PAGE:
Wednesday, 4 May 2011

Chris Port Blog #250. Can Science Answer Moral Questions?

© Chris Port, May 2011

“There is no such thing as a fact. There are only stories. Choose different facts, and you get a different story...” ~ Marty Gull 

Sam Harris: Science can answer moral questions

Hmm. I would like to throw Lyotard’s ‘performativity’ and Smolin’s ‘groupthink’ into Harris’ mix. (See also Blog #62. Is education a commodity?) There is (unfortunately) no inevitability of scientific paradigms converging on Harris' 'factspace' of empathy and compassion. By way of counter-factual example, see Francis Fukuyama’s optimistically myopic ‘End of History’!

“What we may be witnessing is not just the end of the Cold War, or the passing of a particular period of post-war history, but the end of history as such: that is, the end point of mankind's ideological evolution and the universalization of Western liberal democracy as the final form of human government.” (The End of History and the Last Man, Francis Fukuyama, 1992)

I agree with Harris’ advocacy of rational moral expertise (which seems reminiscent of Plato’s philosopher kings transformed into political scientists). However, politics has always been about the pursuit of power rather than truth, and science is just pissing in the wind when it goes against expediency. That is why I am so wary of giving the language of science any moral authority.

In The Postmodern Condition (1974), the postmodernist philosopher Jean-Francois Lyotard predicted the growth of information technology and the breakdown of the nation state to be replaced by multi-national corporations and scientific discourse. According to Lyotard, science cannot legitimize its own activity. It must turn to narrative (political and philosophical).

However, the general decline in metanarratives after the Second World War led science to try and legitimize itself through performativity. What kind of research will generate more research of the same kind? Moral claims on the objective search for truth are soon compromised in the political wheeler-dealing required to secure funding and careers. In The Trouble With Physics: The Rise of String Theory, the Fall of a Science and What Comes Next (2006), the theoretical physicist Lee Smolin is deeply critical of politics in science and the highly selective decision-processes created by ‘group think’.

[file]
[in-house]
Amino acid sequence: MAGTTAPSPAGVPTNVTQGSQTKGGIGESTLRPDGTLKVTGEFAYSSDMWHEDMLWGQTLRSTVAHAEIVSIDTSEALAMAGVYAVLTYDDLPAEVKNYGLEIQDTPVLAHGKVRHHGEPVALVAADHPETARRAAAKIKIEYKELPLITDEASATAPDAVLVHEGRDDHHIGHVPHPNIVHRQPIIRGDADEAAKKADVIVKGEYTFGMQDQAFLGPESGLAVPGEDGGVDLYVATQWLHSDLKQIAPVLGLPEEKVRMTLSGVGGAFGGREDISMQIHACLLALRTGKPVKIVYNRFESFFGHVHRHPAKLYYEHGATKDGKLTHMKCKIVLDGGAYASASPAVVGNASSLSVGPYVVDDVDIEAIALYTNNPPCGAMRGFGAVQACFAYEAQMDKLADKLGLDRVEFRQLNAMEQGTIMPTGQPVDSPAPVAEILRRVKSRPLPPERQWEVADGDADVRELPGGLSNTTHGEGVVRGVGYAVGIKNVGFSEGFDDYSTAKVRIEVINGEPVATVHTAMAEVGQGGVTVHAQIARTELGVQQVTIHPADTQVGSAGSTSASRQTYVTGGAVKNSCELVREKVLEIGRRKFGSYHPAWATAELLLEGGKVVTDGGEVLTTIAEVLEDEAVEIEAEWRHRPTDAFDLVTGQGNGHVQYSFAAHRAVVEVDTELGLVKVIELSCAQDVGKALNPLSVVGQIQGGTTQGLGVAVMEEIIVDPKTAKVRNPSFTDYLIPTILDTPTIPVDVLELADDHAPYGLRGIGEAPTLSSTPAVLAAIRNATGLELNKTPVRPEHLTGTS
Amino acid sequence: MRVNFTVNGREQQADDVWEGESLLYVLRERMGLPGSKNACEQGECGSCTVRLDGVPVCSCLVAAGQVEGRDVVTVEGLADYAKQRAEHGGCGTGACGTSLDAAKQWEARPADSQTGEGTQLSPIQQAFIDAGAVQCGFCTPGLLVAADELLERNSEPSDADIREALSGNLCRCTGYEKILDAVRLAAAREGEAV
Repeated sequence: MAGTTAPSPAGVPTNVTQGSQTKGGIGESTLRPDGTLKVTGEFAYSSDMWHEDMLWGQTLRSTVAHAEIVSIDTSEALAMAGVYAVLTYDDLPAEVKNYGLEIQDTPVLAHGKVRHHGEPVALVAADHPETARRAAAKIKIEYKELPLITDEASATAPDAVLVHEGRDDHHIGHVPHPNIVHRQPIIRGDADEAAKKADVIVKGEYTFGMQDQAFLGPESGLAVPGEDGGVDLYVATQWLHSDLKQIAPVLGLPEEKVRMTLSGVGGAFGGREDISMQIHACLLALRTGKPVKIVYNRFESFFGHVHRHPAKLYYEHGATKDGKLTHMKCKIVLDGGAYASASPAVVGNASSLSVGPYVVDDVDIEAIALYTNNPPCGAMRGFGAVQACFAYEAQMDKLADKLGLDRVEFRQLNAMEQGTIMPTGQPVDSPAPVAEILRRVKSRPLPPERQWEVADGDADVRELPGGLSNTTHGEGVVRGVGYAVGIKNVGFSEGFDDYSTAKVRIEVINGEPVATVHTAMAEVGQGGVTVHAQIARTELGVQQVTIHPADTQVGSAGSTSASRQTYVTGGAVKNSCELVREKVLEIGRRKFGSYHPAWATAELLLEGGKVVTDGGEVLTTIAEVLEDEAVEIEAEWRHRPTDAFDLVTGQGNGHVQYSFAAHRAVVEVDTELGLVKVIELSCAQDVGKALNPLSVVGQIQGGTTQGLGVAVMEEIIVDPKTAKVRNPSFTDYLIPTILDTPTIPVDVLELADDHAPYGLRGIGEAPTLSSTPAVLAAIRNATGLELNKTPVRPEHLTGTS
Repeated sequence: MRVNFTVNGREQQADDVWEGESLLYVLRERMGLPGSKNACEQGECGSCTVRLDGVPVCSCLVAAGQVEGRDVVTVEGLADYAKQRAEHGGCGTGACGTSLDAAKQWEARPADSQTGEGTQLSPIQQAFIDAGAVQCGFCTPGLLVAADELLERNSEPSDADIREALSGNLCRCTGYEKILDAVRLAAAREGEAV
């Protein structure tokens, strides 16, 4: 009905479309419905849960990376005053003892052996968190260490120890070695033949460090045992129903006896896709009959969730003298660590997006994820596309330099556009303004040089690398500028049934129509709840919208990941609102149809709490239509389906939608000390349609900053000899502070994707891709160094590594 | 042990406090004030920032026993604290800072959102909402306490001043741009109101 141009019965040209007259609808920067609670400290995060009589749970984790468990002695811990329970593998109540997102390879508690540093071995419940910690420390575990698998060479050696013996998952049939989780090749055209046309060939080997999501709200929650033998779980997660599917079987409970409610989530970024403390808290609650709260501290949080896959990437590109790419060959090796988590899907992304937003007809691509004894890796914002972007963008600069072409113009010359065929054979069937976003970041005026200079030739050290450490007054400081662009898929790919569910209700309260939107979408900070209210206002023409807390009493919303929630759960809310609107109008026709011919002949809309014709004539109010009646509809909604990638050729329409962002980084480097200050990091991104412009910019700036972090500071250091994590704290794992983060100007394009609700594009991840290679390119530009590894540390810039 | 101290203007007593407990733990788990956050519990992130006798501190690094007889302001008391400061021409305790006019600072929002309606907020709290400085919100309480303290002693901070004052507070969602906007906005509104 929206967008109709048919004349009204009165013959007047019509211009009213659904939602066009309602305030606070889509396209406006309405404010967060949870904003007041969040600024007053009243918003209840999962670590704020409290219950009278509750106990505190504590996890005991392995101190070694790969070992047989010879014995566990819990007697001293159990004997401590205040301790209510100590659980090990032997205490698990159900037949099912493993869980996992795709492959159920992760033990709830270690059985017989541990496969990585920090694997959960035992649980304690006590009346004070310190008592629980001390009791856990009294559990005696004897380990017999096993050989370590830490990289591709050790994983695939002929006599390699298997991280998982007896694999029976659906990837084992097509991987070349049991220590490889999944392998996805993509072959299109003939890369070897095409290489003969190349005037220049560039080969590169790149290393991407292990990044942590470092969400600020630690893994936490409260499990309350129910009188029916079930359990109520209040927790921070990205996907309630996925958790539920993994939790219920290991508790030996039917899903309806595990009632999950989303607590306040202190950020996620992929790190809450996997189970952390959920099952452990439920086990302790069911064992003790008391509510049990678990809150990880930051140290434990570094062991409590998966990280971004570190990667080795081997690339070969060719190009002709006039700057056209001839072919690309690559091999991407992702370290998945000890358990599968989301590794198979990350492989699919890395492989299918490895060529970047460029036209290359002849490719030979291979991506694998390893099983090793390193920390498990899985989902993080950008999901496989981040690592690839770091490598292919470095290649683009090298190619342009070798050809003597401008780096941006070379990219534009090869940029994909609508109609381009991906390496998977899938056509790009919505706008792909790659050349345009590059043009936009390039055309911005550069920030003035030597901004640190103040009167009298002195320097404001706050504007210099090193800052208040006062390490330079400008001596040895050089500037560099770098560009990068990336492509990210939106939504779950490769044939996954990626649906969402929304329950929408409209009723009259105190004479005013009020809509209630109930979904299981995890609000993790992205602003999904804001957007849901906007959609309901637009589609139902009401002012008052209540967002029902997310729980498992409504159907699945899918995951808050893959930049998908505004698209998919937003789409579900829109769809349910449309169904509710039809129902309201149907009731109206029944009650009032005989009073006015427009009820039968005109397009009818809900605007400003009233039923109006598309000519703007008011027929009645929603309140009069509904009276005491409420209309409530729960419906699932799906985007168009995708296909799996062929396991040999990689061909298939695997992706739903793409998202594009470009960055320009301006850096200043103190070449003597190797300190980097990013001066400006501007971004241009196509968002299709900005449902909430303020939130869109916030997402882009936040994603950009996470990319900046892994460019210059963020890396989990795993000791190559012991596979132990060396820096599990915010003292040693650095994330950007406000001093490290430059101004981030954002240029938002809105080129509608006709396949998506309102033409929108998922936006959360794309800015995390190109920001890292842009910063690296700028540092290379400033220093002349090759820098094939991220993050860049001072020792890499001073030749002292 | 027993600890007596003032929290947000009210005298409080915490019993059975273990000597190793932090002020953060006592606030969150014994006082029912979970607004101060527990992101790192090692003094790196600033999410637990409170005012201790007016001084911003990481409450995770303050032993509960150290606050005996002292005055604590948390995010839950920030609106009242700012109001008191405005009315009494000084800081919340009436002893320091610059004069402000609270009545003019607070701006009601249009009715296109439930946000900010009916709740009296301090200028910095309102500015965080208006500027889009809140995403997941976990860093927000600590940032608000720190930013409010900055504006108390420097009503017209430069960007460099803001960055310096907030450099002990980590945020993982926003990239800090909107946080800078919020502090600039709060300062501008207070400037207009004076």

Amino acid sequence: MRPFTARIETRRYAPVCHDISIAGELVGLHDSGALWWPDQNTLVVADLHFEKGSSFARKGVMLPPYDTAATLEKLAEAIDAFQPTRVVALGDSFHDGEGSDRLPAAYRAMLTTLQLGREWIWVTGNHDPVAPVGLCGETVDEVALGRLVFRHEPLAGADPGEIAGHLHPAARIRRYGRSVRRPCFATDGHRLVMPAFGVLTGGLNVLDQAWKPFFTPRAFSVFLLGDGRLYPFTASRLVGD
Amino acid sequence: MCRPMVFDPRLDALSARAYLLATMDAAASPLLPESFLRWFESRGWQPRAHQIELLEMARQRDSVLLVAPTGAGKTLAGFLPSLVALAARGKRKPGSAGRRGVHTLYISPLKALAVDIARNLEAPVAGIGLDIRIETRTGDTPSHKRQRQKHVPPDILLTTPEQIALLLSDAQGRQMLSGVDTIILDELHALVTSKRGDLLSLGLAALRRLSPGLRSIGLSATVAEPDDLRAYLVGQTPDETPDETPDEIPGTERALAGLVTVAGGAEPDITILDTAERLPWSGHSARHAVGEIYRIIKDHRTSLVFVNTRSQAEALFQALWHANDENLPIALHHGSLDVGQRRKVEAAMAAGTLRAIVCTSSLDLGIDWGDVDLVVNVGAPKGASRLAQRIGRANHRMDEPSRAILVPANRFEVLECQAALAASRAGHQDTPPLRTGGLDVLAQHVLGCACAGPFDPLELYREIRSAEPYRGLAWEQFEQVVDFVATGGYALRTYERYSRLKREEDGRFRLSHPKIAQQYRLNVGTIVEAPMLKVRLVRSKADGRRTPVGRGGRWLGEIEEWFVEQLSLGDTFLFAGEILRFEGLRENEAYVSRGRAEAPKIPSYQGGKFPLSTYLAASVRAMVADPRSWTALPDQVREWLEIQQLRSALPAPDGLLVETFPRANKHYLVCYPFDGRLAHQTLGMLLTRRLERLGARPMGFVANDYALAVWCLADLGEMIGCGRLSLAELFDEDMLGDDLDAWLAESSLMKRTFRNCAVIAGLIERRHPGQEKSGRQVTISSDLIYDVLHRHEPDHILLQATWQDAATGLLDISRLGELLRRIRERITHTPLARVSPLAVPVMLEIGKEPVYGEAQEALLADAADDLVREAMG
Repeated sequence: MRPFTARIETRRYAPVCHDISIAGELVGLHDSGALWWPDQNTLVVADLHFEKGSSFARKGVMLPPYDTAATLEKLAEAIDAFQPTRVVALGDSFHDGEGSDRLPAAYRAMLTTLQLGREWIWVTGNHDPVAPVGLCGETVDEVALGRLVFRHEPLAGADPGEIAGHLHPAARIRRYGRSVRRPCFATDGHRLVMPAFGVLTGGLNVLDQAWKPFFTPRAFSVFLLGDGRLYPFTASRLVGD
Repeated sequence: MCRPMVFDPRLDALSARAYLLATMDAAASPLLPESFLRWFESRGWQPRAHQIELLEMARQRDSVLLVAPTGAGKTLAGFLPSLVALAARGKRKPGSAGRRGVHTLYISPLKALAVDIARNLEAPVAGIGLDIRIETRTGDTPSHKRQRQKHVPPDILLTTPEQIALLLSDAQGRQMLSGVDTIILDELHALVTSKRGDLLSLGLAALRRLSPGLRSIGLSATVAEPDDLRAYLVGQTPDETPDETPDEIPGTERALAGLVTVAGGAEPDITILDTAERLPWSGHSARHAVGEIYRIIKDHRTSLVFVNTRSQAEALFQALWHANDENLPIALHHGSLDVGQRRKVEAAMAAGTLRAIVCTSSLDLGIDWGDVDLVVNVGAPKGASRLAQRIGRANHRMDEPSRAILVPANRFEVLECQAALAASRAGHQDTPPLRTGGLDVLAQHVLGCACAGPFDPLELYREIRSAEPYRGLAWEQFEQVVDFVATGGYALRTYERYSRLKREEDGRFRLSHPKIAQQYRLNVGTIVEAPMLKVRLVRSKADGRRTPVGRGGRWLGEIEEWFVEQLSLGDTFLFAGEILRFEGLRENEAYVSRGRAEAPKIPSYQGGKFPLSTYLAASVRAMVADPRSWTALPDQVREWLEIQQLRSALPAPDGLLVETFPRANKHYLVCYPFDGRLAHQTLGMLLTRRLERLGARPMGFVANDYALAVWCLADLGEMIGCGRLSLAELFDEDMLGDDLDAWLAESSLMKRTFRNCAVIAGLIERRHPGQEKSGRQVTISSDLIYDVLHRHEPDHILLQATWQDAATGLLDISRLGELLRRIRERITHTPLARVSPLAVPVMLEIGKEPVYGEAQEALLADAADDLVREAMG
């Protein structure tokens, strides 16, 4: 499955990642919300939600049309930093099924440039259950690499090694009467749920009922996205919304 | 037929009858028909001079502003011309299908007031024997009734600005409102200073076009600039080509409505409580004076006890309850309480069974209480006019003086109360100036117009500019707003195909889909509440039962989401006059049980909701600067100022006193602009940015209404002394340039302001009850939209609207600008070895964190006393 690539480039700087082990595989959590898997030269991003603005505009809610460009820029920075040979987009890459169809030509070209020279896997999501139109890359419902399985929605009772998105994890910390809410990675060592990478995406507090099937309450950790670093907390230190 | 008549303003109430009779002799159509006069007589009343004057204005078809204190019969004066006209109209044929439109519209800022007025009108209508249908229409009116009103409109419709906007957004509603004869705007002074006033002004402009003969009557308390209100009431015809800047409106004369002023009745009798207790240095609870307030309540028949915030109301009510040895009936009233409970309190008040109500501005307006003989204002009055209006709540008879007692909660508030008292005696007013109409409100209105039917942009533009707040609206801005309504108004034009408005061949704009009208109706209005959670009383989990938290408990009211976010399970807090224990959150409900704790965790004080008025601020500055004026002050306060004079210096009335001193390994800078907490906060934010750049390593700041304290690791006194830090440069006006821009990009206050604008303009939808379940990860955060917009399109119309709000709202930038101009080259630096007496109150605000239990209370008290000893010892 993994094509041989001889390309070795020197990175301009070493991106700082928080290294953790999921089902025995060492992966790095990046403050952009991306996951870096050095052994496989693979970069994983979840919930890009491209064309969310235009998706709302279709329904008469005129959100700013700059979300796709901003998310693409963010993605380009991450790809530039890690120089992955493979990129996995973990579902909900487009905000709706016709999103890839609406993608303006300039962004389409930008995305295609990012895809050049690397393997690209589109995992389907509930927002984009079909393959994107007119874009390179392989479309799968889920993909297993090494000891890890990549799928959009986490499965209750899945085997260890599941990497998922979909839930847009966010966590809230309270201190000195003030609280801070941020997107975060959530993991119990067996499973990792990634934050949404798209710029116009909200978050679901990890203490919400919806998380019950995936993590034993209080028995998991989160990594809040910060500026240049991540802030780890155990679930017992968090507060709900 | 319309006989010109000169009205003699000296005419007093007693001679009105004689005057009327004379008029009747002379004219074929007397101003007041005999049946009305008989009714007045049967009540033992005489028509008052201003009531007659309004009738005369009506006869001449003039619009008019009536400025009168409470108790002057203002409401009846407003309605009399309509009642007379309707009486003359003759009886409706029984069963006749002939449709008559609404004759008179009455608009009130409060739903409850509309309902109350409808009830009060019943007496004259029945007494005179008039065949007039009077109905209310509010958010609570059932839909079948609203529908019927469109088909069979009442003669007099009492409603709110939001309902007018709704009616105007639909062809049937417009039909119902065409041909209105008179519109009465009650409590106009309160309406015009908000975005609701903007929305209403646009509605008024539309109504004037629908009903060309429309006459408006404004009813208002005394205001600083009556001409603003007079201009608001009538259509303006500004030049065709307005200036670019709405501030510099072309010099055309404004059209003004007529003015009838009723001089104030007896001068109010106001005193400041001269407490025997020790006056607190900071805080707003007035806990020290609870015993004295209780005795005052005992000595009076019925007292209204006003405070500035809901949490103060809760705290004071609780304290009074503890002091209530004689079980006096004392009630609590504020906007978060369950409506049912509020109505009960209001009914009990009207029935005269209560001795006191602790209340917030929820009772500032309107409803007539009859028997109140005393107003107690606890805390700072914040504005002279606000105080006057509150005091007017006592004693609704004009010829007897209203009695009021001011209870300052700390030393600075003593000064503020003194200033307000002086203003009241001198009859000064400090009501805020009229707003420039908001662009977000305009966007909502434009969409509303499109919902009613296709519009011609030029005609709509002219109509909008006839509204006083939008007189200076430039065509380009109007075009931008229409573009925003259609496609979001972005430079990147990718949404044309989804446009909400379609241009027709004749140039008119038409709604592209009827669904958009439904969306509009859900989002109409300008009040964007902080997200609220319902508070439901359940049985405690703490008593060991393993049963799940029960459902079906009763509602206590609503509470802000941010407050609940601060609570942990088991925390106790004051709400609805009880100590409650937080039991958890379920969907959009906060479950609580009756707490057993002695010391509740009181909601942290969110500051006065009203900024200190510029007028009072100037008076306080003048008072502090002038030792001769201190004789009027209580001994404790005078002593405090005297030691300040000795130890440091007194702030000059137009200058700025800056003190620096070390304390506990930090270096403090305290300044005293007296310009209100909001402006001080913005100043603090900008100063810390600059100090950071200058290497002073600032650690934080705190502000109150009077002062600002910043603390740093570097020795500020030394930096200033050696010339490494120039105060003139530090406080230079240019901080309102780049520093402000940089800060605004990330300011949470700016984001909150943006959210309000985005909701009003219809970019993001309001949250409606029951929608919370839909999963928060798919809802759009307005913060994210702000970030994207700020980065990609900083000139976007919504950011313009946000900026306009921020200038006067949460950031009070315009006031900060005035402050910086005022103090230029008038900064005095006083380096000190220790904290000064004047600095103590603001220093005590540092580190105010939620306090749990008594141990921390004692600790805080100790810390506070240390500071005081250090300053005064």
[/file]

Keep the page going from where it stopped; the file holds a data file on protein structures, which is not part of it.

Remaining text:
Revising Popper with Wittgenstein, anomalous exceptions to a mostly accurate theory do not totally invalidate said theory. They merely indicate the inaccuracy of all generalizations and the advisability of applying a more context-specific theory.

For example, Harris’s chess analogy of the law of queen conservation permits occasions when queen-sacrifice is more advantageous. So it is not a physical ‘law’, simply a general guideline. Science does not deal in general guidelines. It deals in non-negotiable physical processes.

The language of science is not suited to the negotiations of meaning. The language of art is. I think that may even be the reason for art’s evolution. Morality may have discernible patterns, and data analysis of those patterns may yield valuable insights, but moral decisions are not suited to mathematical formulas.

If ‘values reduce to facts’ then why stop there? Science is reductionism, an inexorable process of reduction to information theory. Information theory, by the reduction of language to 1s and 0s, has nothing to say. It is data for analysis, digital not analogous. What facts we reconstitute from that data are as analogous to values as freeze-dried re-hydrated soup is to ‘the real thing’.

To reduce the subjectivity of an experience to a mathematical model unavoidably reduces not only the quality of the experience but also the quality of the facts and their values. Moral values are not equivalent to numeric values, means-testing and points-systems. Claiming that facts are equivalent to values is slippery maths. Early Nazi euthanasia experiments on the mentally ill used rational, utilitarian economic arguments for their moral justification.

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History lesson for neo-positivists. Teachers talking maths in 1930s Italy... (From Life Is Beautiful, Roberto Benigni, Melampo Cinematografica, Italy 1997).

“Third grade. Listen to this work. Really. It’s quite shocking. The problem. Supporting a lunatic costs the state four marks a day. Supporting a cripple costs four and a half marks. An epileptic, three and a half marks. Figuring the average at four marks per day, and considering there are three hundred thousand, how much would the state save if these individuals were simply eliminated?”

“Completely unbelievable!”